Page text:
Transitioning is the process of changing how you look and how other people see you so that you become the gender that you feel on the inside. There are a number of different ways to transition—socially, medically, and legally. For each transgender person, this transition may look somewhat different. Some people may choose to transition only socially; some may choose not to transition socially, medically, or legally at all.
One way for transwomen to transition medically is via feminizing hormone therapy. This is a medical process by which hormone therapy is used to create feminine characteristics in the person, like less body hair, breasts, and the redistribution of body fat toward hips and breasts, among others. If you’re interested in or considering feminizing hormone therapy, we’ve got all the info you need to know about what to expect below.
Feminizing hormone therapy is a gender-affirming treatment that uses hormones to create a more feminine appearance. Hormone therapy can be used either on its own or in combination with gender affirmation surgery.
Feminizing hormone therapy is used by transwomen, people who were assigned male at birth (AMAB) but identify as women. For those who experience gender dysphoria, a sense of unease due to a mismatch between biological sex and gender identity, feminizing hormone therapy is a common treatment.
Feminizing hormone therapy, however, is also an option for nonbinary and intersex people as well. Nonbinary people are those that feel their gender cannot be defined within the margins of gender binary, while intersex people are born with reproductive or sexual characteristics that don’t fit traditional perceptions of male and female bodies.
In short, feminizing hormone therapy is for anyone who feels that there is a mismatch between their external appearance and what they feel their authentic gender to be.
Those assigned male at birth (AMAB) can be expected to produce low levels of estrogen, a hormone that is responsible for sexual and reproductive development in women. During feminizing hormone therapy, you can expect both physical and emotional changes that are more consistent with feminine anatomy and behavior.
When undergoing feminizing hormone therapy, treatment may involve a number of substances, including anti-androgens medication, estrogen and possibly progesterone.
Anti-androgens are taken as a way to block male sex hormone production. Changes from this therapy include:
Estrogen is taken to promote physical changes that are more consistent with a feminine appearance. Progestin may also be taken to help with this as well. Changes from estrogen or progestin therapy include:
If you are undergoing feminizing hormone therapy, your healthcare provider will be able to monitor your progress, ensuring you receive the correct dose for your needs. They can help you achieve the best possible results and avoid complications. Taking these substances without the help of a healthcare provider is dangerous and should be avoided.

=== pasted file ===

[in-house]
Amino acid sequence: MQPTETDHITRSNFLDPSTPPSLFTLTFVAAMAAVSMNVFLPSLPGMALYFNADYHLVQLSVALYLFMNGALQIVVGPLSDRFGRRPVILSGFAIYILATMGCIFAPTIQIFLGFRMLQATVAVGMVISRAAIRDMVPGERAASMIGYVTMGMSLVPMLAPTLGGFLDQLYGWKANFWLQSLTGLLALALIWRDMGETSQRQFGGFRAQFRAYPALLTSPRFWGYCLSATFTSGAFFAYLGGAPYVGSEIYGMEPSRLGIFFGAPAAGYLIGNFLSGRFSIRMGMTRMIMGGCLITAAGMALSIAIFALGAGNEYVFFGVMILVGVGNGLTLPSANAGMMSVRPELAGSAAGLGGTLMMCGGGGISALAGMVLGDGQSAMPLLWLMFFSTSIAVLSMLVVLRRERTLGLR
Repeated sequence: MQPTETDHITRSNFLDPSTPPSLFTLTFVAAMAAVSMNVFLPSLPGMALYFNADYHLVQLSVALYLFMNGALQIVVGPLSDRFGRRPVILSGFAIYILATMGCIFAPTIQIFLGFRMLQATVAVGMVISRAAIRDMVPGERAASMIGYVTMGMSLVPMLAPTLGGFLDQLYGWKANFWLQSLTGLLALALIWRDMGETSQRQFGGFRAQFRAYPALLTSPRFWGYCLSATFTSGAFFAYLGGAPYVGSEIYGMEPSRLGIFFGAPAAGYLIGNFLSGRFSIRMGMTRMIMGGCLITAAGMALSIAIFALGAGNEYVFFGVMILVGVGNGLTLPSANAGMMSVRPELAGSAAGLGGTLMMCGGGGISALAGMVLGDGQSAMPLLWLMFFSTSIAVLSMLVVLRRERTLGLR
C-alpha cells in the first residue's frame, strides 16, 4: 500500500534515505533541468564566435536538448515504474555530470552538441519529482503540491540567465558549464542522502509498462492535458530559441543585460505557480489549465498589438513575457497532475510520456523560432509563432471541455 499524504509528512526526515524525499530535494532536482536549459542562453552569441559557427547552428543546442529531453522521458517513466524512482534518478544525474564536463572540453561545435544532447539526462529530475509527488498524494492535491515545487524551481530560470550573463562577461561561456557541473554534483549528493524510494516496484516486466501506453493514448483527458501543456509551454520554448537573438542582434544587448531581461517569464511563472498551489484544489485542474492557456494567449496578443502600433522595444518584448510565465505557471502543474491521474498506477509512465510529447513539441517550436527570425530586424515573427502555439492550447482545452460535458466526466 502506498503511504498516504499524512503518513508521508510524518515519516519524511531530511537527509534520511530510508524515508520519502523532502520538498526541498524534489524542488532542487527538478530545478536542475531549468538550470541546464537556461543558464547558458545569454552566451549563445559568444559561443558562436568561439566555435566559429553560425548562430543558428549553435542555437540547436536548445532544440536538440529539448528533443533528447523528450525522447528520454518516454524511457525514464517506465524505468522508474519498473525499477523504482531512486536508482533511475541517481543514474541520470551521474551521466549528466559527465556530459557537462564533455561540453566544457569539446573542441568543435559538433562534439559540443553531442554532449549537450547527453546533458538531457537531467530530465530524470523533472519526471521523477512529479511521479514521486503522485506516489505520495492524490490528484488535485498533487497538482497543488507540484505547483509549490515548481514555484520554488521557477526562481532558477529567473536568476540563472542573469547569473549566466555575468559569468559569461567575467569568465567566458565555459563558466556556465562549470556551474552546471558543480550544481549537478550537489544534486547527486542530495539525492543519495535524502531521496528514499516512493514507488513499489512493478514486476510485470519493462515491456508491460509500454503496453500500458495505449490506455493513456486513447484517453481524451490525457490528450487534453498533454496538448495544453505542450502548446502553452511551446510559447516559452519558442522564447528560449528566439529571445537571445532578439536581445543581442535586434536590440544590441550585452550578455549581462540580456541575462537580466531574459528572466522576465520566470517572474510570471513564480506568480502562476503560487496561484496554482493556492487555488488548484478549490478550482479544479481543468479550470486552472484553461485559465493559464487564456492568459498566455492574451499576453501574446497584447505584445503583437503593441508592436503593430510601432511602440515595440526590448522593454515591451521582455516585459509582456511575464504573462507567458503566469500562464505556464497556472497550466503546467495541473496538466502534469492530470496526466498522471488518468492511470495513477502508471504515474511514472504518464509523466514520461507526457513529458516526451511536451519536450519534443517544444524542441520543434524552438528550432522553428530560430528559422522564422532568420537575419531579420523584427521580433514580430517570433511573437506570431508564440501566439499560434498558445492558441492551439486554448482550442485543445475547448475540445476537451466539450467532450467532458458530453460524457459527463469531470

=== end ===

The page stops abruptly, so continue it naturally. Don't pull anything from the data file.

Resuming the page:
There are many different types of healthcare providers who may be able to help you with this treatment, though you may want to see someone who specializes in transgender health. These include:
When you decide to begin hormone therapy is entirely up to you and your healthcare provider. Some people are most comfortable changing their name or dressing differently before starting this phase of their transition, but that of course isn’t a requirement.
If you are an adolescent, you can start feminizing hormone therapy as young as 16. The advantages of starting hormone therapy at a young age include blocking the effects of puberty for your assigned gender and the ability to proceed with in a manner consistent with your authentic gender identity.
To start feminizing hormone therapy, you’ll take anti-androgens to block testosterone production first. A few weeks later, you’ll proceed by taking estrogen. Estrogen is available in a variety of forms, including:
You’ll likely start with a low dose of estrogen, working with your healthcare provider to determine what is the right dose for you and monitoring complications and side effects. As your body adapts to the therapy and you feel you have achieved the desired result, you take the appropriate dose for the rest of your life.
The speed at which you will see changes is different for every single person and depends on a variety of factors, like your dose and your body’s response. On average, most people achieve the therapy’s full effects somewhere between 18 to 24 months.
Many transwomen experience profound relief as a result of feminizing hormone therapy. Experiencing your body in a way that matches your gender identity can be comforting, and can even reduce the likelihood of depression and anxiety. Hormone therapy can foster a better self-image and improved self-esteem, contributing to a better life and better overall health.